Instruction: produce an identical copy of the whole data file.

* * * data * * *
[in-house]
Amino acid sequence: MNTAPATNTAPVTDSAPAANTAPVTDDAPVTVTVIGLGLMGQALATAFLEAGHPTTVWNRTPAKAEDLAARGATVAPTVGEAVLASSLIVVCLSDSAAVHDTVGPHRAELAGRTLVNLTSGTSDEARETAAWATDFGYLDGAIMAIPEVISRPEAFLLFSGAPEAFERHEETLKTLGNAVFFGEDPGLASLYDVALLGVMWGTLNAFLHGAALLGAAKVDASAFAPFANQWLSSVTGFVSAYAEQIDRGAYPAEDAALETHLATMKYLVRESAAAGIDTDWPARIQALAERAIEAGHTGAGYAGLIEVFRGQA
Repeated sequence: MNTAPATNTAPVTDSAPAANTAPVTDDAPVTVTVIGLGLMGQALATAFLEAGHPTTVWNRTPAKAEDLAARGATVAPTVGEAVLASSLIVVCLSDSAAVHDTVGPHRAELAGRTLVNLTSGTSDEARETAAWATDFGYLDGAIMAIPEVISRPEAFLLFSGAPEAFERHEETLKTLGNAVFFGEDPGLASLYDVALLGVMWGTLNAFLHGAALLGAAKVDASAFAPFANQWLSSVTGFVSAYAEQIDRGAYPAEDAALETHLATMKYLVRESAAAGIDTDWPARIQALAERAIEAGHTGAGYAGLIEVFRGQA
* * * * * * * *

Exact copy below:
[in-house]
Amino acid sequence: MNTAPATNTAPVTDSAPAANTAPVTDDAPVTVTVIGLGLMGQALATAFLEAGHPTTVWNRTPAKAEDLAARGATVAPTVGEAVLASSLIVVCLSDSAAVHDTVGPHRAELAGRTLVNLTSGTSDEARETAAWATDFGYLDGAIMAIPEVISRPEAFLLFSGAPEAFERHEETLKTLGNAVFFGEDPGLASLYDVALLGVMWGTLNAFLHGAALLGAAKVDASAFAPFANQWLSSVTGFVSAYAEQIDRGAYPAEDAALETHLATMKYLVRESAAAGIDTDWPARIQALAERAIEAGHTGAGYAGLIEVFRGQA
Repeated sequence: MNTAPATNTAPVTDSAPAANTAPVTDDAPVTVTVIGLGLMGQALATAFLEAGHPTTVWNRTPAKAEDLAARGATVAPTVGEAVLASSLIVVCLSDSAAVHDTVGPHRAELAGRTLVNLTSGTSDEARETAAWATDFGYLDGAIMAIPEVISRPEAFLLFSGAPEAFERHEETLKTLGNAVFFGEDPGLASLYDVALLGVMWGTLNAFLHGAALLGAAKVDASAFAPFANQWLSSVTGFVSAYAEQIDRGAYPAEDAALETHLATMKYLVRESAAAGIDTDWPARIQALAERAIEAGHTGAGYAGLIEVFRGQA